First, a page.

Not to mention, if an institution is looking for volunteer positions at all, that suggests there is a real need for some additional help. Your help could be very useful and appreciated! To say nothing of the skills you could gain – time management, working in teams, or working solo. These skills are always crucial to have, and if you don’t have them already, volunteering can be a great way to develop them!

Just because hiring managers don’t seem to take volunteering as seriously doesn’t mean you can’t. Volunteering can teach you a whole host of related skills that you can put to good use later, in the workforce.

Besides, it looks good on a resume!


Librarians in the media

Thursday, November 14th, 2013

From the Library: The Librarian Stereotype on the Big Screen

Writing about The Librarian brought up a lot of things to think about, and one thing that I wanted to talk about was the genderization of the profession: look at the librarians in the video there, and then look at what they were doing: two reference librarians, a man and a woman, are asked questions. The woman is asked about the dating of Chinese bronzes; the man is asked to compile a bibliography of radar. Later on, the embedded hospital librarian, who is a woman, is able to compile a bibliography for a doctor (taking care to use the most lengthy and difficult term possible, because medicine is obscure like that). Naturally, she has to add that, “the words were difficult to pronounce!” There’s even a segment with a manager and the librarians around him, and it’s important to note that the manager’s male, while the majority of his employees are female.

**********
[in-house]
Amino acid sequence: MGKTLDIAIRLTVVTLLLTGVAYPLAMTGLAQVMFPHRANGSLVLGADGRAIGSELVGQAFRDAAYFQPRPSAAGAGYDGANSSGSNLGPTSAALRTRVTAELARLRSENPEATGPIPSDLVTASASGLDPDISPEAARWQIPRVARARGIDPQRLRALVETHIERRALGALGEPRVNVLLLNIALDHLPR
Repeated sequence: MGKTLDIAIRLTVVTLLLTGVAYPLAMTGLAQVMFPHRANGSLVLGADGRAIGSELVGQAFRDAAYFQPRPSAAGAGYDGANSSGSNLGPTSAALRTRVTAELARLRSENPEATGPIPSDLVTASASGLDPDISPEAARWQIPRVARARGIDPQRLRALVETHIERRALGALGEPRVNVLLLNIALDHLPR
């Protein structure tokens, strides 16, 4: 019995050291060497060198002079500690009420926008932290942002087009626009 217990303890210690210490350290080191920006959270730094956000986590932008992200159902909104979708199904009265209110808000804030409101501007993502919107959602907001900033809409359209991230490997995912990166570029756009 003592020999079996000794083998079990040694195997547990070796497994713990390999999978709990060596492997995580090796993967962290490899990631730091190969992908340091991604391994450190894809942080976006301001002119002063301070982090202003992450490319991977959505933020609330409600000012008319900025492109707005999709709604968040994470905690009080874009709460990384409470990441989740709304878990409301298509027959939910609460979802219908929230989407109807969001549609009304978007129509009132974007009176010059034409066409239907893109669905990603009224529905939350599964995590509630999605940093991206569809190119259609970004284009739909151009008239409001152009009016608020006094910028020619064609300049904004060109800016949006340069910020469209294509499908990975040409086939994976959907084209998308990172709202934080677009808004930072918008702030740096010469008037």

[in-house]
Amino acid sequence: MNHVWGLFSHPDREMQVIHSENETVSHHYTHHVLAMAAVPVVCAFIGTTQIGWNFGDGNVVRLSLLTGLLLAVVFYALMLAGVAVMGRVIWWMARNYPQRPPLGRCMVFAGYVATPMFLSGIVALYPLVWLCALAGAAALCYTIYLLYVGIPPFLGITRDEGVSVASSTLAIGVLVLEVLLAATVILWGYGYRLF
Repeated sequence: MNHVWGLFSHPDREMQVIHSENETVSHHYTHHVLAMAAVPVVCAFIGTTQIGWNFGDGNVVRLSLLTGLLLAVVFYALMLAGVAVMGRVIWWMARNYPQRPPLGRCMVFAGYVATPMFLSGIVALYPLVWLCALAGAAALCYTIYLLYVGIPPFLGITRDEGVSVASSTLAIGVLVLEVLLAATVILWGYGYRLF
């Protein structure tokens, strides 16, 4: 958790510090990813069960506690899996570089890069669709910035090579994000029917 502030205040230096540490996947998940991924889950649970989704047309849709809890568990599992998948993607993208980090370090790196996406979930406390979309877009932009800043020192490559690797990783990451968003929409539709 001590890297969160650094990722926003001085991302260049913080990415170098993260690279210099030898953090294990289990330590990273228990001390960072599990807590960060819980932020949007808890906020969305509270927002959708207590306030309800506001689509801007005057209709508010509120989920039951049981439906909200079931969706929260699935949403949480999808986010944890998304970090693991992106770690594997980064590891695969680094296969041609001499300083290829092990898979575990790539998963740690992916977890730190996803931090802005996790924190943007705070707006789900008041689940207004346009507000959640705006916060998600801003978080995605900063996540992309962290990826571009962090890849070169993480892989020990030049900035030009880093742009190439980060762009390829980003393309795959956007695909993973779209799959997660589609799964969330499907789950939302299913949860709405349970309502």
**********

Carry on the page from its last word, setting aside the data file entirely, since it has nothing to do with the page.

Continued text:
Mary with a husband, and Mary without a husband. See a difference?

Mary with a husband, and Mary without a husband. See a difference?

That then brought to mind other portrayals of librarians, notably Mary from It’s A Wonderful Life, who is shown in two different ways: one as a very feminine, social woman in the ‘main’ timeline where she’s married to her husband George; and one as a spinsterly, frumpish woman in the alternate universe where George wasn’t born. It seemed like a good place to start since It’s A Wonderful Life is a contemporary of “The Librarian,” and what with Christmas approaching faster than I’d like, It’s A Wonderful Life was on my mind. But then I did some brief searching, and then I found that someone else had discussed it more thoroughly than I ever could have, so I suggest you check it out.